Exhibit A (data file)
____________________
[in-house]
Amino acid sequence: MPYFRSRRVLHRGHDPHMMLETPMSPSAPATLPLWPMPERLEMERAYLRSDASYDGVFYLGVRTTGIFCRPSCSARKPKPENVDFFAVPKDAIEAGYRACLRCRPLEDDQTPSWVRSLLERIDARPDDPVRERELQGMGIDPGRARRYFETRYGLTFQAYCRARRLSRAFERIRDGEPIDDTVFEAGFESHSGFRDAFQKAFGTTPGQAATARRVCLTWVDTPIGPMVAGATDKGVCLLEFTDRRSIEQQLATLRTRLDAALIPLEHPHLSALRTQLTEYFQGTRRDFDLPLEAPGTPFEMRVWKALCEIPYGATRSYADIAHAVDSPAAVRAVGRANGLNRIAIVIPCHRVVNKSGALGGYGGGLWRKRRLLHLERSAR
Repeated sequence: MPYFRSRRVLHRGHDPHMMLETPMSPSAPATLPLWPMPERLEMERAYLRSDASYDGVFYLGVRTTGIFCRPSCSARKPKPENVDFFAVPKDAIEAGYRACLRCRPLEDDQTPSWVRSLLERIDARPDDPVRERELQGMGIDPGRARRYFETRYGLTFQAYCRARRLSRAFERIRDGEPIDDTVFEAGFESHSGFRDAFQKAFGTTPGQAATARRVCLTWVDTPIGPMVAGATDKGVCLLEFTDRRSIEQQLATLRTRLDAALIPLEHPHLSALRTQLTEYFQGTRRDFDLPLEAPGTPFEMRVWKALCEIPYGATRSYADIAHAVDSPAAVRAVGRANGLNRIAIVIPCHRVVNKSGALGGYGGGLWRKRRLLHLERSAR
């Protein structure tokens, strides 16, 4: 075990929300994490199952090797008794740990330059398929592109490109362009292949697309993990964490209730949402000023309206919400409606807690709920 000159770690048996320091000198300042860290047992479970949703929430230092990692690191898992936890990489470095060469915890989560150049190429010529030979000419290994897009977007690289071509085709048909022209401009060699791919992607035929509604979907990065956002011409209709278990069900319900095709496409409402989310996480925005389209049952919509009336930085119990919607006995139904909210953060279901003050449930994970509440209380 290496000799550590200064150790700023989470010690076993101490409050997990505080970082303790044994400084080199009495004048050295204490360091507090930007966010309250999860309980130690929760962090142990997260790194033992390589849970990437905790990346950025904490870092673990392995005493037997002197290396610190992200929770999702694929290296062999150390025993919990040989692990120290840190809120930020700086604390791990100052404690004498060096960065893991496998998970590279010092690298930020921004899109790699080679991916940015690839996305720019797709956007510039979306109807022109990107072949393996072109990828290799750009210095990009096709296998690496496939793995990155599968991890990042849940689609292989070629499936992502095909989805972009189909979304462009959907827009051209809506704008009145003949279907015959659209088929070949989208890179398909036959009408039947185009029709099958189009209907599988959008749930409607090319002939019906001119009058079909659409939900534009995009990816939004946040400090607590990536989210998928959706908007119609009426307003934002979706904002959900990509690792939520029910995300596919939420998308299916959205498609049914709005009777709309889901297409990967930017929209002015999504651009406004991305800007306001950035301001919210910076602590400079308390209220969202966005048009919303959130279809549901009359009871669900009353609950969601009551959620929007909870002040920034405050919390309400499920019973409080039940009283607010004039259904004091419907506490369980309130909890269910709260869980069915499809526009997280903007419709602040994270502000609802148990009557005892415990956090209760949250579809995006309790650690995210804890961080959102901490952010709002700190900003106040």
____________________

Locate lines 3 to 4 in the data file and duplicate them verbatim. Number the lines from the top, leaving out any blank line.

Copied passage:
Repeated sequence: MPYFRSRRVLHRGHDPHMMLETPMSPSAPATLPLWPMPERLEMERAYLRSDASYDGVFYLGVRTTGIFCRPSCSARKPKPENVDFFAVPKDAIEAGYRACLRCRPLEDDQTPSWVRSLLERIDARPDDPVRERELQGMGIDPGRARRYFETRYGLTFQAYCRARRLSRAFERIRDGEPIDDTVFEAGFESHSGFRDAFQKAFGTTPGQAATARRVCLTWVDTPIGPMVAGATDKGVCLLEFTDRRSIEQQLATLRTRLDAALIPLEHPHLSALRTQLTEYFQGTRRDFDLPLEAPGTPFEMRVWKALCEIPYGATRSYADIAHAVDSPAAVRAVGRANGLNRIAIVIPCHRVVNKSGALGGYGGGLWRKRRLLHLERSAR
């Protein structure tokens, strides 16, 4: 075990929300994490199952090797008794740990330059398929592109490109362009292949697309993990964490209730949402000023309206919400409606807690709920 000159770690048996320091000198300042860290047992479970949703929430230092990692690191898992936890990489470095060469915890989560150049190429010529030979000419290994897009977007690289071509085709048909022209401009060699791919992607035929509604979907990065956002011409209709278990069900319900095709496409409402989310996480925005389209049952919509009336930085119990919607006995139904909210953060279901003050449930994970509440209380 290496000799550590200064150790700023989470010690076993101490409050997990505080970082303790044994400084080199009495004048050295204490360091507090930007966010309250999860309980130690929760962090142990997260790194033992390589849970990437905790990346950025904490870092673990392995005493037997002197290396610190992200929770999702694929290296062999150390025993919990040989692990120290840190809120930020700086604390791990100052404690004498060096960065893991496998998970590279010092690298930020921004899109790699080679991916940015690839996305720019797709956007510039979306109807022109990107072949393996072109990828290799750009210095990009096709296998690496496939793995990155599968991890990042849940689609292989070629499936992502095909989805972009189909979304462009959907827009051209809506704008009145003949279907015959659209088929070949989208890179398909036959009408039947185009029709099958189009209907599988959008749930409607090319002939019906001119009058079909659409939900534009995009990816939004946040400090607590990536989210998928959706908007119609009426307003934002979706904002959900990509690792939520029910995300596919939420998308299916959205498609049914709005009777709309889901297409990967930017929209002015999504651009406004991305800007306001950035301001919210910076602590400079308390209220969202966005048009919303959130279809549901009359009871669900009353609950969601009551959620929007909870002040920034405050919390309400499920019973409080039940009283607010004039259904004091419907506490369980309130909890269910709260869980069915499809526009997280903007419709602040994270502000609802148990009557005892415990956090209760949250579809995006309790650690995210804890961080959102901490952010709002700190900003106040």